Along with the overall population growth in North Dakota, the jails in the state have also seen an increase in the inmate population. Between 2008 and 2013 there was a 6.4 percent increase in the inmate population, which has resulted in all inmate beds being occupied as of the end of last year.
In an effort to look for ways to deal with this problem, a commission consisting of lawmakers, law enforcement, and representatives from the courts, corrections and human services were tasked with looking for alternatives to sentencing for first-time, nonviolent offenses, with the exception of drug distribution. The group voted to advance a bill that would reduce penalties for certain drug crimes as well as giving judges more discretion in cases that involved mandatory minimum sentencing.
According to the director of the state Department of Corrections and Rehabilitation, many of the people in jail are those who were convicted of having drug paraphernalia. As the director points out, former users may not have gotten rid of all of their paraphernalia yet, and she does not believe laws making their possession illegal necessarily improve public safety. A state representative also noted that the state does not have enough treatment facilities, and because there is no place to put individuals in need of treatment, they end up in jail.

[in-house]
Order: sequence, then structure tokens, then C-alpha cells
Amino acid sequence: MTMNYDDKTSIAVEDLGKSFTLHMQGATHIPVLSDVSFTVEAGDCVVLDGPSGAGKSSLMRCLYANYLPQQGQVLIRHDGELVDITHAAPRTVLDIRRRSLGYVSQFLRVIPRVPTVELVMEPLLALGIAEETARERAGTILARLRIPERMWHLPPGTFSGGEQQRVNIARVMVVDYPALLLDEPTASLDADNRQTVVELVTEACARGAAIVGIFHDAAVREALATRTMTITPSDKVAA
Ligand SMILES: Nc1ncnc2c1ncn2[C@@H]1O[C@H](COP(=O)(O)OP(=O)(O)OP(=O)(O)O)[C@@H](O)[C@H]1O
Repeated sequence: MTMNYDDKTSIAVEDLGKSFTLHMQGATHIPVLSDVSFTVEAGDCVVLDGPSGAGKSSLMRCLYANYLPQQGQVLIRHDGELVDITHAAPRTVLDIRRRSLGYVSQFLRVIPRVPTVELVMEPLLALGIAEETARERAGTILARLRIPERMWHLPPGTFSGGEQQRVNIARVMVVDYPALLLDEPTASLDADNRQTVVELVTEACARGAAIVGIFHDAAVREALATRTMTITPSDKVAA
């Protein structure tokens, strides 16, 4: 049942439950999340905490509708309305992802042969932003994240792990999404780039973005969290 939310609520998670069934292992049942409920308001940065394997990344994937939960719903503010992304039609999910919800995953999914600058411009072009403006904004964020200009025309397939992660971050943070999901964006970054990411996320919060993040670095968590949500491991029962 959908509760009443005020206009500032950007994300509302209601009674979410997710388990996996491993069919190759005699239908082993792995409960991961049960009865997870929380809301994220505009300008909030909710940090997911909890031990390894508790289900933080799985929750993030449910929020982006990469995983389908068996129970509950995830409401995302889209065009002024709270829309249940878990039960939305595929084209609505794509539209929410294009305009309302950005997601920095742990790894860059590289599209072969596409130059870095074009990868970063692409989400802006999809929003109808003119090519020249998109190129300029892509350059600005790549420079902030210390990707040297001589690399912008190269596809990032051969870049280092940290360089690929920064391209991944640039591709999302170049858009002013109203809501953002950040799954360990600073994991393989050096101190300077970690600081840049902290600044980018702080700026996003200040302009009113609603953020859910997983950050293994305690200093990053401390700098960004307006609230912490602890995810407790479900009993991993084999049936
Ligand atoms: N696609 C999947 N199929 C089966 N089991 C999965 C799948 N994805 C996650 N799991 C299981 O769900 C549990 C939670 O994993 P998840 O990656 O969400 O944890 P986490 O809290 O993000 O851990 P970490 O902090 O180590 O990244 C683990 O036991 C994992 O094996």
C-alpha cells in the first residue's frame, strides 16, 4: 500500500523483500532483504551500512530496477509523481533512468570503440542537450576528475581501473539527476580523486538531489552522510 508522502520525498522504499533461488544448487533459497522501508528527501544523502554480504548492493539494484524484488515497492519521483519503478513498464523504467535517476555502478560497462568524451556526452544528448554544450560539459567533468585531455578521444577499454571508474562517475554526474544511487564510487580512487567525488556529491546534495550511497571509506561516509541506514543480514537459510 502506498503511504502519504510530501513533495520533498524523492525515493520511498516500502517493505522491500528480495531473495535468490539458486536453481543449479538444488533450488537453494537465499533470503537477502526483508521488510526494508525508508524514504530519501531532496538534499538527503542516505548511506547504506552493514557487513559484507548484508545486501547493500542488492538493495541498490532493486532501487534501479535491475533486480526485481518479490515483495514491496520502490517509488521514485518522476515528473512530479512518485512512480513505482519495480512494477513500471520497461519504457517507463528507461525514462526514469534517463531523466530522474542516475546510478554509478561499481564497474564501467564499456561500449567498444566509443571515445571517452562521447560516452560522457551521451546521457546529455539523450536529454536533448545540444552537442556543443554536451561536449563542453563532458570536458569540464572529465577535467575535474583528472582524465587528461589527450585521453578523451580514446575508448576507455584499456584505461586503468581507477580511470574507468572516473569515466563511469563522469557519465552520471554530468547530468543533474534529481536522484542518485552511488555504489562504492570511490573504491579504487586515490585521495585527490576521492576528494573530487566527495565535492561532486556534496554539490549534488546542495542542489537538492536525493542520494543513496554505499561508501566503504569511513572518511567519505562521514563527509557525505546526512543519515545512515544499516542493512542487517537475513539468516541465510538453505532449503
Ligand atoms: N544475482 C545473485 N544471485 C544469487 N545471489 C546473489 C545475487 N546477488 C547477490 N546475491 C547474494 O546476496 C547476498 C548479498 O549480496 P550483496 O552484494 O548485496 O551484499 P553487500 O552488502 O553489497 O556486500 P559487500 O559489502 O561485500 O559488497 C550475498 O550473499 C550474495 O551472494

Due to mandatory sentencing, the type of charges someone faces can have enormous consequences including large fines and jail time. A criminal law attorney may be able to assist someone facing charges by ensuring that law enforcement acted properly and that evidence was collected lawfully. Additionally, a lawyer may also be able to arrange for a plea bargain that could reduce someone's charges and the penalties they face.
Source: InForum, "ND draft bills aim to ease burden on jails; drug paraphernalia offenses would be reduced", Mike Nowatzki , August 05, 2014